The Court of Final Appeal (CFA) of Hong Kong ruled on December 15, 2014 that a lump sum received on termination of a contract is not chargeable to profits tax under section 14 of the Inland Revenue Ordinance.
Back to Tax Returns Q&A List
Confident to tackle the tougher ones? Check out our advanced tax law and court cases.
Aviation Fuel Supply Co v Commissioner of Inland Revenue
The taxpayer entered into a franchise agreement with the Airport Authority. Under the Concession Agreement, the Airport Authority granted the Taxpayer a concession to design and construct aviation fuel supply facilities at the Hong Kong International Airport at Chek Lap Kok. The agreement also contained provisions for the Airport Authority to grant the Taxpayer a 20-year lease for the aviation fuel supply facility and the Taxpayer had the right to appoint an operator to operate and maintain the facility.
The taxpayer designated an affiliate as the operator of the Aviation Fuel Supply Facility and entered into an operating agreement with the Airport Authority. The operator earns fees from users of the facility and makes periodic payments to the taxpayer, which are expected to help the taxpayer recover the costs incurred in building the facility.
Under the above franchise agreement, the Airport Authority has the right to terminate the taxpayer’s franchise and lease of the facility after a certain period of time and elects to make a payment to the taxpayer. The payment is based on future user fees expected to be collected and is calculated on a net present value basis.
Upon the expiration of the term, the Airport Authority terminated the Taxpayer’s right to the concession and lease and made a lump sum payment to the Taxpayer of the equivalent of USD 449,000,000 as described above.
The taxpayer argued that the payment was made by the Airport Authority for the acquisition of its business and was therefore a capital receipt for the relinquishment of its business, which was not chargeable to profits tax under section 14 of the Inland Revenue Ordinance. However, the Inland Revenue Department (IRD) is of the view that the amount can be regarded as a substitute for the payment for the facilities and should therefore be taxed as income under section 14 of the IRO or as a transfer of the right to receive income from property for the purpose of computation under section 15(1)(m) and section 15A of the IRO.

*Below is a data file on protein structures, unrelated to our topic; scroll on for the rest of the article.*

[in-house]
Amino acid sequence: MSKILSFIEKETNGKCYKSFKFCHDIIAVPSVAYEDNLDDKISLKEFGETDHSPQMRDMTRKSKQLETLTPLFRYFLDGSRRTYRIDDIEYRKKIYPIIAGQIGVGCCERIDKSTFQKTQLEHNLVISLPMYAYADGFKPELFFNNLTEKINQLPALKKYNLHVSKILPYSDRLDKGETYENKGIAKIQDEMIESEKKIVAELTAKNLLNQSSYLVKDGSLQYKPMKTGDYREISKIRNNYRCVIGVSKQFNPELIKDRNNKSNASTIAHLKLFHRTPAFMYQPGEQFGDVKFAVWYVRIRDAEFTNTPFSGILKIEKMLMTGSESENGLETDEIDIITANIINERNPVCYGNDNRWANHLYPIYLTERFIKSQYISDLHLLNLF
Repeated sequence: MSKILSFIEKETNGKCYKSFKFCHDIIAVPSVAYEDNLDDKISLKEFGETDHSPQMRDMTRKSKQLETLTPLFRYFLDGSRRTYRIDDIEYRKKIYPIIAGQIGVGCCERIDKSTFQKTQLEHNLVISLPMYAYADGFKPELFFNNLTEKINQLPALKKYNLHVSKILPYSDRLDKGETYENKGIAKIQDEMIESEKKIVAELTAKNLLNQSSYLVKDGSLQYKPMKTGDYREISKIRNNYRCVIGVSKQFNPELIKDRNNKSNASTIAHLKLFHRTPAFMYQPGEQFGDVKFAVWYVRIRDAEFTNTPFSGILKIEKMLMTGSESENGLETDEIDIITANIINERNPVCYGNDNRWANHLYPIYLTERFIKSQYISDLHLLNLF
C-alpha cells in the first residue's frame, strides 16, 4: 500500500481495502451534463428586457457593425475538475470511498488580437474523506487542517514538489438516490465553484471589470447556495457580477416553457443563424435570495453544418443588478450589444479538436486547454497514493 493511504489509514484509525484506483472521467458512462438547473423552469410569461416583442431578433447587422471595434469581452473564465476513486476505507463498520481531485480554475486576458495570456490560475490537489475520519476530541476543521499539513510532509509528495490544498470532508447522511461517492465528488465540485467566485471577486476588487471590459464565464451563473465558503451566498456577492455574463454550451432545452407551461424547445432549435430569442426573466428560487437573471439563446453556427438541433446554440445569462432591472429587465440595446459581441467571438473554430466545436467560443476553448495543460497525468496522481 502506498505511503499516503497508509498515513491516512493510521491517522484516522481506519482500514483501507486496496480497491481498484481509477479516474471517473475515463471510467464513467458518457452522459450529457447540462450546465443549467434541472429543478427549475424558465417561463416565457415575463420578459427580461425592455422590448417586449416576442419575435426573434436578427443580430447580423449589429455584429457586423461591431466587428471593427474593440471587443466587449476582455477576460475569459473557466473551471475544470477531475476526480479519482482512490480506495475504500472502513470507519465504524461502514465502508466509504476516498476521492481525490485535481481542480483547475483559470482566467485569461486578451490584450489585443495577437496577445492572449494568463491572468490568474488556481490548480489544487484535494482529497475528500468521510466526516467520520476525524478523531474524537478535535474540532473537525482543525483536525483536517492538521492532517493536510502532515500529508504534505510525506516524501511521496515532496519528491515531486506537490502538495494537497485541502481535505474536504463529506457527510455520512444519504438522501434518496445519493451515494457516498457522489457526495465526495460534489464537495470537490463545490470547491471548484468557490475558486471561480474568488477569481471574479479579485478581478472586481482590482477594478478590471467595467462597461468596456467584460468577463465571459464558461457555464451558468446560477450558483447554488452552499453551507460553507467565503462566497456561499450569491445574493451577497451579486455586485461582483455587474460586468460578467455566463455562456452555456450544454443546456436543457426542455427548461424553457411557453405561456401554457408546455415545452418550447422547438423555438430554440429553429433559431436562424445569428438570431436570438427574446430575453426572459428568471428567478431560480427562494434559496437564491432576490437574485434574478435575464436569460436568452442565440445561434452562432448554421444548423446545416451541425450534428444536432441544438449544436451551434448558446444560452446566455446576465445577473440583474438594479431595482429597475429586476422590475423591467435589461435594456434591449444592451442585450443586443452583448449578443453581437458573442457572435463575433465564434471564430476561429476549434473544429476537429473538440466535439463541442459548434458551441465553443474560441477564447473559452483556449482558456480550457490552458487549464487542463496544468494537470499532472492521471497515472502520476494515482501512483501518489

There were two main issues in this case:
Is the amount received by the taxpayer on termination of the franchise agreement subject to profits tax?
Whether the disposal of a loan for which capital allowances had been claimed would attract a balancing charge?
The Lower Court’s Decision
This case was the subject of a number of appeals. On appeal to the Court of First Instance, the Court of First Instance held that a lump sum payment made by the Airport Authority to the taxpayer could not be regarded as being derived from the taxpayer’s business. Even if the payment was derived from the taxpayer’s business, it was a capital gain on the renunciation of its business. Therefore, it is not chargeable to profits tax under section 14 of the Inland Revenue Ordinance. Further the Court of First Instance also pointed out that even if it was held that the right to the revenue had been transferred to the Airport Authority, the legal interest in the property would be transferred to the Airport Authority along with the right to receive the revenue and that section 15(1)(m) and section 15A of the Inland Revenue Ordinance would not apply.